Sunday, July 17, 2016

Summer Rain / Hartley Coleridge

Summer Rain

Thick lay the dust, uncomfortably white,
In glaring mimicry of Arab sand.
The woods and mountains slept in hazy light;
The meadows looked athirst and tawny tanned;
The little rills had left their channels bare,
With scarce a pool to witness what they were;
And the shrunk river gleamed ’mid oozy stones,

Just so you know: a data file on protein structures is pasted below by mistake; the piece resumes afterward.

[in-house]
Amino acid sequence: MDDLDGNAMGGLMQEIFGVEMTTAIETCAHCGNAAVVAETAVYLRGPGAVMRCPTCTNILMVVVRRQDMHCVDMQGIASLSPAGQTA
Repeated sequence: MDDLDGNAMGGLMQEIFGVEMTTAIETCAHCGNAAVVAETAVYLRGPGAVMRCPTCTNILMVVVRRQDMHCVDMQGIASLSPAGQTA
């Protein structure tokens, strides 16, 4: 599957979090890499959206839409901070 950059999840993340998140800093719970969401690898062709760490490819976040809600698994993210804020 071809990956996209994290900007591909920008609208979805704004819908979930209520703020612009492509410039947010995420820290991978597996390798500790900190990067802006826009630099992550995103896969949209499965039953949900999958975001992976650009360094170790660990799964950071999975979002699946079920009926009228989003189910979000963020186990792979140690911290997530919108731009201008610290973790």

That stared like any famished giant’s bones.

Sudden the hills grew black, and hot as stove
The air beneath; it was a toil to be.      
There was a growling as of angry Jove,
Provoked by Juno’s prying jealousy—
A flash—a crash—the firmament was split,
And down it came in drops—the smallest fit
To drown a bee in fox-glove bell concealed;
Joy filled the brook, and comfort cheered the field.

Hartley Coleridge (1796-1849)
from Poems, 1851

[Poem is in the public domain worldwide]

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